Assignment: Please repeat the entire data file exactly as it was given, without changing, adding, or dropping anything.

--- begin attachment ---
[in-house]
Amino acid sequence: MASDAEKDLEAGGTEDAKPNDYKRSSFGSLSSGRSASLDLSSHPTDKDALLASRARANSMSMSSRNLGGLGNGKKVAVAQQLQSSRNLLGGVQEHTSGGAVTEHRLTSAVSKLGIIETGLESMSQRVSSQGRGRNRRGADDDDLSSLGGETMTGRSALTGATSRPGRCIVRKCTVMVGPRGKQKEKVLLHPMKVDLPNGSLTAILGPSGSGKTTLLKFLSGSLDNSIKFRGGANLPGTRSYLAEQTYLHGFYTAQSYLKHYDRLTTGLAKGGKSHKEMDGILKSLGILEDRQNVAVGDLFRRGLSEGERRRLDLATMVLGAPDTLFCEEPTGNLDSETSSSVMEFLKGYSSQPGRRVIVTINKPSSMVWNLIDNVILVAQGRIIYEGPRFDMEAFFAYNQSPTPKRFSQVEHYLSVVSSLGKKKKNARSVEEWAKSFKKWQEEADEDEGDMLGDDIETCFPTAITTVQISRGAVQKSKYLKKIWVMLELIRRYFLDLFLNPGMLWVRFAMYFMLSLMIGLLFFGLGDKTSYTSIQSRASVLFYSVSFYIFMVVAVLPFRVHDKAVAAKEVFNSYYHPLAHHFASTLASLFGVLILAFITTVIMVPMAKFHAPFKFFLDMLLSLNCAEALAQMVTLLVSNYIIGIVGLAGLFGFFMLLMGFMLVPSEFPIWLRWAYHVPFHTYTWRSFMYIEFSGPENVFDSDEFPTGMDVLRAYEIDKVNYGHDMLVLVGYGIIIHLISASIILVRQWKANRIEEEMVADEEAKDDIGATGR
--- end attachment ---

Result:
[in-house]
Amino acid sequence: MASDAEKDLEAGGTEDAKPNDYKRSSFGSLSSGRSASLDLSSHPTDKDALLASRARANSMSMSSRNLGGLGNGKKVAVAQQLQSSRNLLGGVQEHTSGGAVTEHRLTSAVSKLGIIETGLESMSQRVSSQGRGRNRRGADDDDLSSLGGETMTGRSALTGATSRPGRCIVRKCTVMVGPRGKQKEKVLLHPMKVDLPNGSLTAILGPSGSGKTTLLKFLSGSLDNSIKFRGGANLPGTRSYLAEQTYLHGFYTAQSYLKHYDRLTTGLAKGGKSHKEMDGILKSLGILEDRQNVAVGDLFRRGLSEGERRRLDLATMVLGAPDTLFCEEPTGNLDSETSSSVMEFLKGYSSQPGRRVIVTINKPSSMVWNLIDNVILVAQGRIIYEGPRFDMEAFFAYNQSPTPKRFSQVEHYLSVVSSLGKKKKNARSVEEWAKSFKKWQEEADEDEGDMLGDDIETCFPTAITTVQISRGAVQKSKYLKKIWVMLELIRRYFLDLFLNPGMLWVRFAMYFMLSLMIGLLFFGLGDKTSYTSIQSRASVLFYSVSFYIFMVVAVLPFRVHDKAVAAKEVFNSYYHPLAHHFASTLASLFGVLILAFITTVIMVPMAKFHAPFKFFLDMLLSLNCAEALAQMVTLLVSNYIIGIVGLAGLFGFFMLLMGFMLVPSEFPIWLRWAYHVPFHTYTWRSFMYIEFSGPENVFDSDEFPTGMDVLRAYEIDKVNYGHDMLVLVGYGIIIHLISASIILVRQWKANRIEEEMVADEEAKDDIGATGR